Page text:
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Heathrow ruling puts pressure on Government’s roads strategy

Environmental groups claim the Court of Appeal’s ruling casts doubt over the Government’s road-building programme.

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An artist’s impression of the planned Lower Thames Crossing in Kent, as doubts are raised over major road schemes (Highways England/PA)

An artist’s impression of the planned Lower Thames Crossing in Kent, as doubts are raised over major road schemes (Highways England/PA)

An artist’s impression of the planned Lower Thames Crossing in Kent, as doubts are raised over major road schemes (Highways England/PA)

Doubts have been raised over the future of road-building schemes after anti-Heathrow expansion campaigners won their Court of Appeal challenge.

Environmental groups claim similar legal action could halt major projects such as the Oxford to Cambridge expressway, the A303 Stonehenge tunnel and the Lower Thames Crossing linking Kent and Essex.

On Thursday, the Court of Appeal ruled that the Government failed to take account of its commitment to the Paris Agreement on climate change when setting out its support for a third runway at Heathrow in its National Policy Statement (NPS) for airports.

This argument could be used to cancel several new road schemes which follow Government policy set out in the 2014 National Networks NPS, according to the Transport Action Network (TAN), which supports sustainable transport campaigns.

It is calling on the Government to re-evaluate its policy and spending priorities to ensure the UK meets its commitment to bring all greenhouse gas emissions to net zero by 2050.

The Department for Transport (DfT) insisted its roads strategy has been developed “alongside” its pledges on carbon reduction.

A TAN spokesman said: “We are seeking legal advice after yesterday’s Court of Appeal ruling on Heathrow to see whether the Government is also acting outside the law in pursuing its road-building programme.

“This programme is not only putting our ability to meet net zero by 2050 at risk, but it is also threatening our unique historic and natural environment.”

He described the National Networks NPS as “out of touch and out of date”.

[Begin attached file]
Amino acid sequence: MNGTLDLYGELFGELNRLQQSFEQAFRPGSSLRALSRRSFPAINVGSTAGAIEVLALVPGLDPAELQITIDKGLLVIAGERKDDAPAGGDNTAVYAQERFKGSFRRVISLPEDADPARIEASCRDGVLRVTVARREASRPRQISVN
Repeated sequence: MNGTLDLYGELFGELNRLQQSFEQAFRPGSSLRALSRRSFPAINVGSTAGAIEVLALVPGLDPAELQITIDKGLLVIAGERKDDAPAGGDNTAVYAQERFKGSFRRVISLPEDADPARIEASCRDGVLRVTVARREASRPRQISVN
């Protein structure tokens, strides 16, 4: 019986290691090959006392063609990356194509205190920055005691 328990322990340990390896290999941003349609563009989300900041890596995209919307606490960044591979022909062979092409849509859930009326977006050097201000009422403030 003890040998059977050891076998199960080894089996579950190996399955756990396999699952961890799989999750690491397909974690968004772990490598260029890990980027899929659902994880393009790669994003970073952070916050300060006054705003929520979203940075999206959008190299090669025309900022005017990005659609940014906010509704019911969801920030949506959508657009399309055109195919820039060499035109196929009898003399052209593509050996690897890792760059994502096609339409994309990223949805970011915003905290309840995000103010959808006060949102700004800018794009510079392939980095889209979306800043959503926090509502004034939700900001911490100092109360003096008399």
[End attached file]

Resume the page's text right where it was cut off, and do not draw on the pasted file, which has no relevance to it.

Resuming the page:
There are a number of controversial road schemes around the place where there would be people prepared to challengeStephen Joseph, professor

A DfT spokeswoman said: “We take our commitment to carbon targets immensely seriously and have one of the world’s most ambitious plans for reducing carbon emissions. We have developed our roads strategy alongside this.

“We’re also working hard to reduce the environmental impact of cars on our roads, with our ambitious plans to encourage the uptake of battery electric vehicles resulting in one sold every 15 minutes last year.”

Jenny Bates, climate campaigner at Friends of the Earth, said the Court of Appeal “specifically recognised how the climate crisis needs to be at the heart of major infrastructure decisions”.

She went on: “It’s time that the Government catches up with this fact and stops pursuing its outdated climate-wrecking transport projects, such as major new roads and airport expansion at Heathrow or elsewhere, and instead gives us the clean transport network we need.”

Drivers like everyone else are concerned about the climate crisis and air quality but that doesn’t mean we should stop all road improvementsEdmund King, AA

In June last year, the Welsh Government scrapped a long-proposed £1.4 billion M4 relief road because of its cost and impact on the environment.

Stephen Joseph, a visiting professor at the University of Hertfordshire, said the National Networks NPS is “vulnerable to challenge”.

He told the PA news agency: “Climate change is effectively traded off against lots of small time savings by motorists.

“There are a number of controversial road schemes around the place where there would be people prepared to challenge.”

AA president Edmund King said: “Drivers like everyone else are concerned about the climate crisis and air quality but that doesn’t mean we should stop all road improvements.

“Many schemes can actually reduce CO2 and emissions by removing bottlenecks and cutting congestion. Getting stuck in traffic isn’t good for the environment.

“The advent of zero emission vehicles will also help. Roads are the most important method of transporting goods and people around the country and that is unlikely to change any time soon.”

PA